The vagina contains at least a billion microbial cells, dominated by lactobacilli. Here we perform metagenomic shotgun sequencing on cervical and fecal samples from a cohort of 516 Chinese women of reproductive age, and cervical, fecal, and salivary samples from a second cohort of 632 women. Factors such as pregnancy, delivery histories, cesarean section, and breast-feeding were all more important than menstrual cycle in shaping the microbiome, and such information would be necessary before trying to interpret differences between vagino-cervical microbiome data. Greater proportion of Bifidobacterium breve was seen with older age at sexual debut. The relative abundance of lactobacilli especially Lactobacillus crispatus was negatively associated with pregnancy history. Potential markers for lack of menstrual regularity, heavy flow, dysmenorrhea, and contraceptives were also identified. Lactobacilli were rare during breast-feeding or post-menopause. Other features such as mood fluctuations and facial speckles could potentially be predicted from the vagino-cervical microbiome. Gut and salivary microbiome, plasma vitamins, metals, amino acids, and hormones showed associations with the vagino-cervical microbiome. Our results offer an unprecedented glimpse into the microbiota of the female reproductive tract and call for international collaborations to better understand its long-term health impact other than in the settings of infection or pre-term birth.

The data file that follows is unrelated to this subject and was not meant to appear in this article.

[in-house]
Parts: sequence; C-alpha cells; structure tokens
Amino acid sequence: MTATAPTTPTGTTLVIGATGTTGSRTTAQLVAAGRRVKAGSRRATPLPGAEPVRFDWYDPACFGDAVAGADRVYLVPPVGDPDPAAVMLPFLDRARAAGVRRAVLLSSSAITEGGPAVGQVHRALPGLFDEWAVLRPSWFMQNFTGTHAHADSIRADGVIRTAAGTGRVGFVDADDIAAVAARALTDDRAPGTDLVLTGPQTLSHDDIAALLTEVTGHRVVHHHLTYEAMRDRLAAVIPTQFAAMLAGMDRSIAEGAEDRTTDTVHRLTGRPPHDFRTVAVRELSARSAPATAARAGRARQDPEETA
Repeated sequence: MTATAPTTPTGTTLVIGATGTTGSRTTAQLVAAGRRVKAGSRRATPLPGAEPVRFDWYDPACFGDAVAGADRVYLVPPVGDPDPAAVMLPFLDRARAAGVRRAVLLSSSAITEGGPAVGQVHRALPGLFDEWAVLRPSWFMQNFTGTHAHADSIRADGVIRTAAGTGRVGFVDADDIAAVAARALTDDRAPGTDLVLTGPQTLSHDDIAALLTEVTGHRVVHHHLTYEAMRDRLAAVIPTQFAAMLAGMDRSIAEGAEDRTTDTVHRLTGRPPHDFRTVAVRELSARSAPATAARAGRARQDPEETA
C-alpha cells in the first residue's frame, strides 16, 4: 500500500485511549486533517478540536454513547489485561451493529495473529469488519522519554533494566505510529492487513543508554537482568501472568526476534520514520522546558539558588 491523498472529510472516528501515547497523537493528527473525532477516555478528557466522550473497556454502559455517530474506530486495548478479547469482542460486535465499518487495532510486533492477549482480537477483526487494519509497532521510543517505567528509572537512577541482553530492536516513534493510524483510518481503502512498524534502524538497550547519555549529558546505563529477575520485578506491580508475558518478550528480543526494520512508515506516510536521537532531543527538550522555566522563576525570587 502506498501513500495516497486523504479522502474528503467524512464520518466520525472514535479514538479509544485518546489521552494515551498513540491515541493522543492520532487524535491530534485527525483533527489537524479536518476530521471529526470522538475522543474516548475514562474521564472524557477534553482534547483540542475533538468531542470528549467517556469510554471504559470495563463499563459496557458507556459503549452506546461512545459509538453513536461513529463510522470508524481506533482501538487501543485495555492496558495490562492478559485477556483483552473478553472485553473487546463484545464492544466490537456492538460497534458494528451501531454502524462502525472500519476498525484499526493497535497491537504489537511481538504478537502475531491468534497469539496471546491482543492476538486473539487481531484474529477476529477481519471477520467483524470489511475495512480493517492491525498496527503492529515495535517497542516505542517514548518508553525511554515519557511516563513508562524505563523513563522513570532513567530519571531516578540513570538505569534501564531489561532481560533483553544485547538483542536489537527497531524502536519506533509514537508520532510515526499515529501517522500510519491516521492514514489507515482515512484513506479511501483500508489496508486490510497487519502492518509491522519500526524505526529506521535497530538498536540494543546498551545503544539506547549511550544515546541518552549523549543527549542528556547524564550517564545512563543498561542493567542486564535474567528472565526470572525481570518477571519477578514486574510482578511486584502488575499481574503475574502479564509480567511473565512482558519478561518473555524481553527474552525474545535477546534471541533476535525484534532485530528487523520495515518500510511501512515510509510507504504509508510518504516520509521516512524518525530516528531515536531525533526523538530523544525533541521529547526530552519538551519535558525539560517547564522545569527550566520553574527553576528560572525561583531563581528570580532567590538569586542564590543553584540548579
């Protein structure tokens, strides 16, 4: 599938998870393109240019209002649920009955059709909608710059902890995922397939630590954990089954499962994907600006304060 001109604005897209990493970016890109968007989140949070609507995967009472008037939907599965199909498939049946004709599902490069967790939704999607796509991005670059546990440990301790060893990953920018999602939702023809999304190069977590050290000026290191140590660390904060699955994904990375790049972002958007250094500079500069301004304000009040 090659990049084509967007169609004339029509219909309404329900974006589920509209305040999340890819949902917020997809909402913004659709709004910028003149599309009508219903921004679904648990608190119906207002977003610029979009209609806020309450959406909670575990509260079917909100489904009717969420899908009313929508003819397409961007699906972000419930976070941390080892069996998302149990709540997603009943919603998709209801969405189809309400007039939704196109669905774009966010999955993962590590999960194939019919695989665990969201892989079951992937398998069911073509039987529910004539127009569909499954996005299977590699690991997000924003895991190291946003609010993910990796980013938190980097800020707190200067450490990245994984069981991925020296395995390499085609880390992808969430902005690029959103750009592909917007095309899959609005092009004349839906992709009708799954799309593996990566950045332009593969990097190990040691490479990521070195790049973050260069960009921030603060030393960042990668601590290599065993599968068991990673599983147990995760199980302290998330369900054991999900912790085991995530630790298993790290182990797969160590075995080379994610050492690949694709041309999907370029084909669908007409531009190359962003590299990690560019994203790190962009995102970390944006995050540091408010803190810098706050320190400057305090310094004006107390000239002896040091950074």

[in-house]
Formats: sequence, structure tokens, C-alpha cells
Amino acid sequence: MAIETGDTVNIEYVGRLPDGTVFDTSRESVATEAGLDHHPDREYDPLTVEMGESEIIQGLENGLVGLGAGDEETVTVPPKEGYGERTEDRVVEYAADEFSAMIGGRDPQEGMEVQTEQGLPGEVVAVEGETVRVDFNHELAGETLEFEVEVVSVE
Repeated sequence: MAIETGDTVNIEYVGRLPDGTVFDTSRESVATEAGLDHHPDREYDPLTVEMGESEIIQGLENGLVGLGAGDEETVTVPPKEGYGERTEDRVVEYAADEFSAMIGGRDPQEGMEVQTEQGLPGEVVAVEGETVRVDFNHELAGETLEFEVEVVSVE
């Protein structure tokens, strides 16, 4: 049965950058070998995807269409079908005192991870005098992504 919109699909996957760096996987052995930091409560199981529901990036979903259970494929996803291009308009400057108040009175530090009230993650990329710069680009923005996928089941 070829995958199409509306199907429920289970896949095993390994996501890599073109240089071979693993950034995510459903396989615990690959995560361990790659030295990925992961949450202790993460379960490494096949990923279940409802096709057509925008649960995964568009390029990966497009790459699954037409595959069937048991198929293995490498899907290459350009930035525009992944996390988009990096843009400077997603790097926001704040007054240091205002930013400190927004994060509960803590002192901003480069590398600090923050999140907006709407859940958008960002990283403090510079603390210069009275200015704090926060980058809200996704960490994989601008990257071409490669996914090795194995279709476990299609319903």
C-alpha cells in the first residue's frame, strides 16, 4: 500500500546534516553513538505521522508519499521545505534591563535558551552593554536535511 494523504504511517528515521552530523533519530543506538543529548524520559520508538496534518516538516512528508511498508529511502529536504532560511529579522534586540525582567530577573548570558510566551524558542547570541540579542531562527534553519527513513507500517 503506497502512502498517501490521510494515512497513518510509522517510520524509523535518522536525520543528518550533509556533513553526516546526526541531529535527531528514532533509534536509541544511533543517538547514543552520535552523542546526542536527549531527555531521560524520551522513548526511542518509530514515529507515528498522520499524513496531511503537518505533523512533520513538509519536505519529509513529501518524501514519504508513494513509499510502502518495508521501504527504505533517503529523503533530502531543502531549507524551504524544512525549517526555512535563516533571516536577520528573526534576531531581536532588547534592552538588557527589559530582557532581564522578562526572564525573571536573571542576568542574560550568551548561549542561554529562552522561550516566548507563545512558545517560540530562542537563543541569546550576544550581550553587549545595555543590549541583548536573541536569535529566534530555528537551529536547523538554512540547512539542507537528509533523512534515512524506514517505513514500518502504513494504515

Copyright © 2021. Published by Elsevier B.V.